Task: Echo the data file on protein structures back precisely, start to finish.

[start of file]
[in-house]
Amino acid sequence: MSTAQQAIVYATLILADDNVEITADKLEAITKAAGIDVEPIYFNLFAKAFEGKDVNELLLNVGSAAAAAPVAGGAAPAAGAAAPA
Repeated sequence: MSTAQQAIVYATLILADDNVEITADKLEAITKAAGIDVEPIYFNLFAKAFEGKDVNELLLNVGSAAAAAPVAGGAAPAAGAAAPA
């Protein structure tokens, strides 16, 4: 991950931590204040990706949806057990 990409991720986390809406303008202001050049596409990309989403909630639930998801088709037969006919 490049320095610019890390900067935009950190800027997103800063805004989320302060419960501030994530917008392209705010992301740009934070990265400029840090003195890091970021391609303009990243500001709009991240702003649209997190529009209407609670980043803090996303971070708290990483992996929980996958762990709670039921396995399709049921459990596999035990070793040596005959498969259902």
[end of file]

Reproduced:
[in-house]
Amino acid sequence: MSTAQQAIVYATLILADDNVEITADKLEAITKAAGIDVEPIYFNLFAKAFEGKDVNELLLNVGSAAAAAPVAGGAAPAAGAAAPA
Repeated sequence: MSTAQQAIVYATLILADDNVEITADKLEAITKAAGIDVEPIYFNLFAKAFEGKDVNELLLNVGSAAAAAPVAGGAAPAAGAAAPA
């Protein structure tokens, strides 16, 4: 991950931590204040990706949806057990 990409991720986390809406303008202001050049596409990309989403909630639930998801088709037969006919 490049320095610019890390900067935009950190800027997103800063805004989320302060419960501030994530917008392209705010992301740009934070990265400029840090003195890091970021391609303009990243500001709009991240702003649209997190529009209407609670980043803090996303971070708290990483992996929980996958762990709670039921396995399709049921459990596999035990070793040596005959498969259902």